In late summer and early autumn low oxygen levels, combined with high biomass in cages constrict feeding at the Zervas-Kyriazis fish farm.
The Zervas-Kyriazis fish farm grows seabass in cages at sea in Livanates at the aegian coast. To establish a clear view of the situation, a monitoring program of oxygen levels was carried out in 2012/2013. A sea cage of 13-m diameter and 8-m deep was stocked with 20,000 seabass, each 550 g, giving a biomass of 11 metric tonnes, and stocking density of 11 kg/m3. Oxygen sensors were placed outside and inside the cage at 3-m depth. In addition, a water velocity sensor was installed at the site.
Measurements done in November 2012 show lowest oxygen levels during time after feeding. The fish were hand fed only at the morning hours from 8 a.m. to noon. In some days, the saturation levels of oxygen went below 40%. (Fig. 1). The critical levels were most probably caused by slow water currents (Fig. 2).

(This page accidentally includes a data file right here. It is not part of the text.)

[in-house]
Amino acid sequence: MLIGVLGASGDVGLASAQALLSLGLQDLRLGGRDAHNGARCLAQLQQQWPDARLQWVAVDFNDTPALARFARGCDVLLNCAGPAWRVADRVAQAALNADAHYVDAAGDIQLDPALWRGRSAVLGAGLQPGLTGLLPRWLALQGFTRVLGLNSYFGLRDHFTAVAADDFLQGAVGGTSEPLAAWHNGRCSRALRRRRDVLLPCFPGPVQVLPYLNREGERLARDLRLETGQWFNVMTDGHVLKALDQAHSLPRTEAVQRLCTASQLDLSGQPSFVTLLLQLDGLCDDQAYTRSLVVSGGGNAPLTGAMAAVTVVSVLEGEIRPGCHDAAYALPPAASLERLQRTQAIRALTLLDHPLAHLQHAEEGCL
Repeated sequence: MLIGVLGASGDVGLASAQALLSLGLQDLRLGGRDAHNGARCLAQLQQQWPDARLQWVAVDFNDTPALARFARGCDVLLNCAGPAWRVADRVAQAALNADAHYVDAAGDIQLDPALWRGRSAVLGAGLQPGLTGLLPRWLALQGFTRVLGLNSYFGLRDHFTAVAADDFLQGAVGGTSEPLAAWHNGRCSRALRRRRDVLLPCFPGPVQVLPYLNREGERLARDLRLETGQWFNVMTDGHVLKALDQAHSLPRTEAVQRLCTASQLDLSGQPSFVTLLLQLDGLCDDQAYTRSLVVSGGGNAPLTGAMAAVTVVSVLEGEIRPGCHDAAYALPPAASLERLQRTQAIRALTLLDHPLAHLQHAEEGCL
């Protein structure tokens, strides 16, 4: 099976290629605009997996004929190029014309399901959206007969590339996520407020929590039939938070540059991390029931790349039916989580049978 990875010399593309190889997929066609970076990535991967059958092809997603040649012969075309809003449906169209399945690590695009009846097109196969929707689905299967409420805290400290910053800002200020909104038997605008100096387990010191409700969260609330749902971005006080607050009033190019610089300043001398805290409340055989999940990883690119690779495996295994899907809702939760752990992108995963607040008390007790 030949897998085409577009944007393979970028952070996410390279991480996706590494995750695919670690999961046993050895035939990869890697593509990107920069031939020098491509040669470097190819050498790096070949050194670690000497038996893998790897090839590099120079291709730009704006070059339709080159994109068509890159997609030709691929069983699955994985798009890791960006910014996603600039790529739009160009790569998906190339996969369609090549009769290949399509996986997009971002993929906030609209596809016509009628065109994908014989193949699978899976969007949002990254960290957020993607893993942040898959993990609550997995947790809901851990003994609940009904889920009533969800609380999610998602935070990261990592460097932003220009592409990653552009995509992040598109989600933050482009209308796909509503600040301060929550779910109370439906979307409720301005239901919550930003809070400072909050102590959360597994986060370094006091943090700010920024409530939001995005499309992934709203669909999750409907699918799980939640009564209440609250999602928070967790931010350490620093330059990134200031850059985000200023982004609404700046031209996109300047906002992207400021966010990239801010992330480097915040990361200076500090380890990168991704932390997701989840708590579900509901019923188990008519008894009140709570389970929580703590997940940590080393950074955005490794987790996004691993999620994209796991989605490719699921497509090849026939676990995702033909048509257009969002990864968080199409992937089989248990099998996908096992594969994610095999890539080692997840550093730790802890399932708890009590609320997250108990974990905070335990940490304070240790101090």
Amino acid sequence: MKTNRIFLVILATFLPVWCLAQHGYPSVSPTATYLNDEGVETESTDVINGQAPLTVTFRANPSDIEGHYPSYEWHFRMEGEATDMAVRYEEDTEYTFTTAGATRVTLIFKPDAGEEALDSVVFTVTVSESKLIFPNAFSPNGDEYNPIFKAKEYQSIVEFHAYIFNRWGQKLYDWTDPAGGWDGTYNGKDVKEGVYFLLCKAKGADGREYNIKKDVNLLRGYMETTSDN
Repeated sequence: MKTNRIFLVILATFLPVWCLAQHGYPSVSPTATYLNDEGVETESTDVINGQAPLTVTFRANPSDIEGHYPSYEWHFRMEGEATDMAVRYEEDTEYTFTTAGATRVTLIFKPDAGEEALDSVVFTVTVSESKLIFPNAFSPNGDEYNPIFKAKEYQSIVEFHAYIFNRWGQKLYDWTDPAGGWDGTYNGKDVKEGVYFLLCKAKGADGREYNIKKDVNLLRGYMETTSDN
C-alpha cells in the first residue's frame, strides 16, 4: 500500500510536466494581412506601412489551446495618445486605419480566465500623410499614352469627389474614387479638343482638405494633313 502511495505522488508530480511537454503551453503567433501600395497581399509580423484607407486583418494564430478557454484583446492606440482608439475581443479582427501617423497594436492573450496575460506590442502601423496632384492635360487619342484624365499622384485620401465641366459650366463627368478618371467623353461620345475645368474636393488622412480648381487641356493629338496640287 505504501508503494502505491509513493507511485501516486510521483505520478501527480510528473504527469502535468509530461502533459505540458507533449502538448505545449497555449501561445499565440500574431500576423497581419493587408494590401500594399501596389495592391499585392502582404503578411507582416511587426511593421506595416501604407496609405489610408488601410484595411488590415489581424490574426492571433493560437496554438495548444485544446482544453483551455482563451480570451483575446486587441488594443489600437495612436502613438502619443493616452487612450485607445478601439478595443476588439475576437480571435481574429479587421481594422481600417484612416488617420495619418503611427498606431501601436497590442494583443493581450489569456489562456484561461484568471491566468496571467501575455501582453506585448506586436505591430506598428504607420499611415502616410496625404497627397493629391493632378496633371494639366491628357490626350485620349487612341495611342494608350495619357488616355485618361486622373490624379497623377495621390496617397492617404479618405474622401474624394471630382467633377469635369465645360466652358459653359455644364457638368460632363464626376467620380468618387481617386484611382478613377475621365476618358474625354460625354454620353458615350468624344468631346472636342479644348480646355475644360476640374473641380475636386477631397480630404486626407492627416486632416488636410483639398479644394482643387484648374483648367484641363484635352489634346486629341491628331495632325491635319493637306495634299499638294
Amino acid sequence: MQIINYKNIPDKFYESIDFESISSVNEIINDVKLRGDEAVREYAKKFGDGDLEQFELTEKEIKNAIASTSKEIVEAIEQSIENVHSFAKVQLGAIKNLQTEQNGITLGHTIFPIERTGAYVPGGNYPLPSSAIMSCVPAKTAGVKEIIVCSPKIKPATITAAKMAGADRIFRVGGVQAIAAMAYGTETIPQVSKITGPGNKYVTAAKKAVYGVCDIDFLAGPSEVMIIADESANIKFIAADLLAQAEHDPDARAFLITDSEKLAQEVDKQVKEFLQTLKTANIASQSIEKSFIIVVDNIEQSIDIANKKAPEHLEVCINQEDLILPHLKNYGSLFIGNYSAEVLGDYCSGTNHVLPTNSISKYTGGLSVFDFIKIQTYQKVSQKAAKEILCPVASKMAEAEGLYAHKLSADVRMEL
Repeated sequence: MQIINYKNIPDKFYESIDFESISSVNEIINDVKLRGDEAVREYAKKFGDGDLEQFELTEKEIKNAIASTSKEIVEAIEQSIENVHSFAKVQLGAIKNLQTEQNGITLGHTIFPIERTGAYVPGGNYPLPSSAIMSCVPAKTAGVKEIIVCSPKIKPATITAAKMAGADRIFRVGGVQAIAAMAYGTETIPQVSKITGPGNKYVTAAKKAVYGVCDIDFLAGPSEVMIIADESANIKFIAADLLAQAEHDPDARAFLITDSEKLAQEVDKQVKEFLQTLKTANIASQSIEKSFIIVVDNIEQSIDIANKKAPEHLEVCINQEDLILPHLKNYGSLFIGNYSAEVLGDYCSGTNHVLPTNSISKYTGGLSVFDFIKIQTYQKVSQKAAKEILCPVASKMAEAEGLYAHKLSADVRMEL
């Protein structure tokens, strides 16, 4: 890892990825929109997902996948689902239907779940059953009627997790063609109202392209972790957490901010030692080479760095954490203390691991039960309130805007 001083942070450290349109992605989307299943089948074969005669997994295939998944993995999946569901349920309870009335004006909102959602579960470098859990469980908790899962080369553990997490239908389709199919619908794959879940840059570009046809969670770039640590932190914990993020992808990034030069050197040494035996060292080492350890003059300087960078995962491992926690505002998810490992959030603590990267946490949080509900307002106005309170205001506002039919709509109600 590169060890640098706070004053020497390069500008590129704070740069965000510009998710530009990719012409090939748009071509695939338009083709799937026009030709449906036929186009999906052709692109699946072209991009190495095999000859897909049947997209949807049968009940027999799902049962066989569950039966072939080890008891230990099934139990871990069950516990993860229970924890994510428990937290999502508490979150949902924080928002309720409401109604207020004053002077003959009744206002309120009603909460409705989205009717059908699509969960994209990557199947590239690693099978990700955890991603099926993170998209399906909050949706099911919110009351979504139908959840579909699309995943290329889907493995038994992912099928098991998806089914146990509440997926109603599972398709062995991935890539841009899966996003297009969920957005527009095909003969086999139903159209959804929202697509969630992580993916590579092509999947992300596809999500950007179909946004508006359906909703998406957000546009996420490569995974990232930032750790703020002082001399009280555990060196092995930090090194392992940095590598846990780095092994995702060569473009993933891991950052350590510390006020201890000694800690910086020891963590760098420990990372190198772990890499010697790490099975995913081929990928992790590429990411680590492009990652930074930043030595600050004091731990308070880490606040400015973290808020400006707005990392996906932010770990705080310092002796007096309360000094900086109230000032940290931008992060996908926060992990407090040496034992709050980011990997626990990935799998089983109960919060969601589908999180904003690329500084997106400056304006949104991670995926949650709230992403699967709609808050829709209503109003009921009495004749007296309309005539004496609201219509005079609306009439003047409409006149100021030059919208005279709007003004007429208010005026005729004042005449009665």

Even though water temperatures were no higher than 20° C, these measurements show how vulnerable the situation may get. During late summer water temperatures may rise to 30° C, and oxygen availability will be both a health risk as well a factor limiting efficiency.
Whereas aeration is widely practices and considered vital in many land-based and pond farms, traditional sea cage culture the supply of oxygen is solely based on natural water exchange. However aeration and oxygenation is widely used in fish cages during medical treatment and when fish are constrained before harvest.
To study the cost and benefit of aeration during regular operation the AirX has recently been installed for a closer evaluation at the Zervas-Kyriazis fish farm. Parameters, such as dissolved oxygen and total gas pressure in the water column are routinely monitored. The performance of the fish stock (FCR, SGR etc.), will be balanced against the costs of the aeration attempt (kg O2/kWh, kWh/kg fish prod.), and time to return on investment will be assessed when trials are finalized in the end of 2014.